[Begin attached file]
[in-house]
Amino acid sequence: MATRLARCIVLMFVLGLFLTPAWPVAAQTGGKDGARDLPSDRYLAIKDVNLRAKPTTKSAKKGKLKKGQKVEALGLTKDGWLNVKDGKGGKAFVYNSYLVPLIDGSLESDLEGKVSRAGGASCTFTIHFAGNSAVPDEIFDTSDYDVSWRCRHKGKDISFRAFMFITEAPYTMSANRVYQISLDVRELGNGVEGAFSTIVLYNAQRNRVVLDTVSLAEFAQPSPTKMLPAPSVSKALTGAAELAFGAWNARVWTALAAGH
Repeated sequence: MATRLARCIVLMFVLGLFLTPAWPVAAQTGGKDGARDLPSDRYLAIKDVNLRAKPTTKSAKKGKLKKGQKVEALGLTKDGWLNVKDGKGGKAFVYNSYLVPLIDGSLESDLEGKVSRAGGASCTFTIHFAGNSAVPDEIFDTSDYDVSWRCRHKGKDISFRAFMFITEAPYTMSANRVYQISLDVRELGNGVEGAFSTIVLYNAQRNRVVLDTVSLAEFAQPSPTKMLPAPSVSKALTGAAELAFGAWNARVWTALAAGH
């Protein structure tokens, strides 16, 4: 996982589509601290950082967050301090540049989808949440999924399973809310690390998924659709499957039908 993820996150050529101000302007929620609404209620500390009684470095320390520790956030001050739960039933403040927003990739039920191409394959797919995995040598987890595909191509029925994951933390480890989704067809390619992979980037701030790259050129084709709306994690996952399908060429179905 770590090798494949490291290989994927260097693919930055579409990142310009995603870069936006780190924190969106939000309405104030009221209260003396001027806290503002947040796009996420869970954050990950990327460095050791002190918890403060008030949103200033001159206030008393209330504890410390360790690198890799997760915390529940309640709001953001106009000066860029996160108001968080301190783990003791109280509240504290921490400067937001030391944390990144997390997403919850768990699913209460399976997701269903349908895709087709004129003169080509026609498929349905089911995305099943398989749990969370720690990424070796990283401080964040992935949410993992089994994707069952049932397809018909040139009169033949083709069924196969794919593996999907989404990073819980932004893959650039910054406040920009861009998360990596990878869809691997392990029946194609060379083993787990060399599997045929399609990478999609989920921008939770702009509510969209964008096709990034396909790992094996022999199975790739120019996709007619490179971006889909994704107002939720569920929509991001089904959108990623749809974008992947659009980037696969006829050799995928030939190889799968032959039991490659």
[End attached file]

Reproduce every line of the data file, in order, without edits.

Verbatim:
[in-house]
Amino acid sequence: MATRLARCIVLMFVLGLFLTPAWPVAAQTGGKDGARDLPSDRYLAIKDVNLRAKPTTKSAKKGKLKKGQKVEALGLTKDGWLNVKDGKGGKAFVYNSYLVPLIDGSLESDLEGKVSRAGGASCTFTIHFAGNSAVPDEIFDTSDYDVSWRCRHKGKDISFRAFMFITEAPYTMSANRVYQISLDVRELGNGVEGAFSTIVLYNAQRNRVVLDTVSLAEFAQPSPTKMLPAPSVSKALTGAAELAFGAWNARVWTALAAGH
Repeated sequence: MATRLARCIVLMFVLGLFLTPAWPVAAQTGGKDGARDLPSDRYLAIKDVNLRAKPTTKSAKKGKLKKGQKVEALGLTKDGWLNVKDGKGGKAFVYNSYLVPLIDGSLESDLEGKVSRAGGASCTFTIHFAGNSAVPDEIFDTSDYDVSWRCRHKGKDISFRAFMFITEAPYTMSANRVYQISLDVRELGNGVEGAFSTIVLYNAQRNRVVLDTVSLAEFAQPSPTKMLPAPSVSKALTGAAELAFGAWNARVWTALAAGH
């Protein structure tokens, strides 16, 4: 996982589509601290950082967050301090540049989808949440999924399973809310690390998924659709499957039908 993820996150050529101000302007929620609404209620500390009684470095320390520790956030001050739960039933403040927003990739039920191409394959797919995995040598987890595909191509029925994951933390480890989704067809390619992979980037701030790259050129084709709306994690996952399908060429179905 770590090798494949490291290989994927260097693919930055579409990142310009995603870069936006780190924190969106939000309405104030009221209260003396001027806290503002947040796009996420869970954050990950990327460095050791002190918890403060008030949103200033001159206030008393209330504890410390360790690198890799997760915390529940309640709001953001106009000066860029996160108001968080301190783990003791109280509240504290921490400067937001030391944390990144997390997403919850768990699913209460399976997701269903349908895709087709004129003169080509026609498929349905089911995305099943398989749990969370720690990424070796990283401080964040992935949410993992089994994707069952049932397809018909040139009169033949083709069924196969794919593996999907989404990073819980932004893959650039910054406040920009861009998360990596990878869809691997392990029946194609060379083993787990060399599997045929399609990478999609989920921008939770702009509510969209964008096709990034396909790992094996022999199975790739120019996709007619490179971006889909994704107002939720569920929509991001089904959108990623749809974008992947659009980037696969006829050799995928030939190889799968032959039991490659």